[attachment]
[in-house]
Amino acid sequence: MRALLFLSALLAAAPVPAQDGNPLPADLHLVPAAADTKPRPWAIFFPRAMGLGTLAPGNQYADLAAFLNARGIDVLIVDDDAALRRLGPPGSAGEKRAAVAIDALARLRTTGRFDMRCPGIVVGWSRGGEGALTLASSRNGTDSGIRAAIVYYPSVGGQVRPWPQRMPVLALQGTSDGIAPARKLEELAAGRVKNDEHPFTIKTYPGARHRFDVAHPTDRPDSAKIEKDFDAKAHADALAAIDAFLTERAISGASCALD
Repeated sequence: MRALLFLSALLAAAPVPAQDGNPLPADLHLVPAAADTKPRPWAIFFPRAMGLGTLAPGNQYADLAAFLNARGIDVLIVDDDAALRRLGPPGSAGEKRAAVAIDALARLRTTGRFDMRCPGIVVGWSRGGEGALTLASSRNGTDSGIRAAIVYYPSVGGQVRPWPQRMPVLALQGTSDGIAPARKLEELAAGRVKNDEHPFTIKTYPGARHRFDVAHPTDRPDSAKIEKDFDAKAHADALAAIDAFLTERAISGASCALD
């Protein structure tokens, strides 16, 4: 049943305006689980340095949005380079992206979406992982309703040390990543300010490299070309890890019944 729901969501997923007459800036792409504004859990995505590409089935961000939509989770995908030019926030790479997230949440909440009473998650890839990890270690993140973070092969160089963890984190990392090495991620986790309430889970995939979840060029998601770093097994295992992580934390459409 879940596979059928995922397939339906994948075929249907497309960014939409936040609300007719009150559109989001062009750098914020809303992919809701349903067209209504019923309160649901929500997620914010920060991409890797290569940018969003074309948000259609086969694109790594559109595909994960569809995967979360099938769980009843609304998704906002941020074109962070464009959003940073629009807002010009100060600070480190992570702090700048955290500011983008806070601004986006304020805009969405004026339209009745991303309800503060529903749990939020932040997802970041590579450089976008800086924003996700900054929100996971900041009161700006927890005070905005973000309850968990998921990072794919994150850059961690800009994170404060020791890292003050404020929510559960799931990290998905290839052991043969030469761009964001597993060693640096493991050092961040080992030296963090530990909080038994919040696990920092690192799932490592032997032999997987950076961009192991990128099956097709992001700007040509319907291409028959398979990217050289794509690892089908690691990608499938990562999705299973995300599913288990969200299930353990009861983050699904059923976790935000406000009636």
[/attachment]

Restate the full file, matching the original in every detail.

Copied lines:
[in-house]
Amino acid sequence: MRALLFLSALLAAAPVPAQDGNPLPADLHLVPAAADTKPRPWAIFFPRAMGLGTLAPGNQYADLAAFLNARGIDVLIVDDDAALRRLGPPGSAGEKRAAVAIDALARLRTTGRFDMRCPGIVVGWSRGGEGALTLASSRNGTDSGIRAAIVYYPSVGGQVRPWPQRMPVLALQGTSDGIAPARKLEELAAGRVKNDEHPFTIKTYPGARHRFDVAHPTDRPDSAKIEKDFDAKAHADALAAIDAFLTERAISGASCALD
Repeated sequence: MRALLFLSALLAAAPVPAQDGNPLPADLHLVPAAADTKPRPWAIFFPRAMGLGTLAPGNQYADLAAFLNARGIDVLIVDDDAALRRLGPPGSAGEKRAAVAIDALARLRTTGRFDMRCPGIVVGWSRGGEGALTLASSRNGTDSGIRAAIVYYPSVGGQVRPWPQRMPVLALQGTSDGIAPARKLEELAAGRVKNDEHPFTIKTYPGARHRFDVAHPTDRPDSAKIEKDFDAKAHADALAAIDAFLTERAISGASCALD
């Protein structure tokens, strides 16, 4: 049943305006689980340095949005380079992206979406992982309703040390990543300010490299070309890890019944 729901969501997923007459800036792409504004859990995505590409089935961000939509989770995908030019926030790479997230949440909440009473998650890839990890270690993140973070092969160089963890984190990392090495991620986790309430889970995939979840060029998601770093097994295992992580934390459409 879940596979059928995922397939339906994948075929249907497309960014939409936040609300007719009150559109989001062009750098914020809303992919809701349903067209209504019923309160649901929500997620914010920060991409890797290569940018969003074309948000259609086969694109790594559109595909994960569809995967979360099938769980009843609304998704906002941020074109962070464009959003940073629009807002010009100060600070480190992570702090700048955290500011983008806070601004986006304020805009969405004026339209009745991303309800503060529903749990939020932040997802970041590579450089976008800086924003996700900054929100996971900041009161700006927890005070905005973000309850968990998921990072794919994150850059961690800009994170404060020791890292003050404020929510559960799931990290998905290839052991043969030469761009964001597993060693640096493991050092961040080992030296963090530990909080038994919040696990920092690192799932490592032997032999997987950076961009192991990128099956097709992001700007040509319907291409028959398979990217050289794509690892089908690691990608499938990562999705299973995300599913288990969200299930353990009861983050699904059923976790935000406000009636």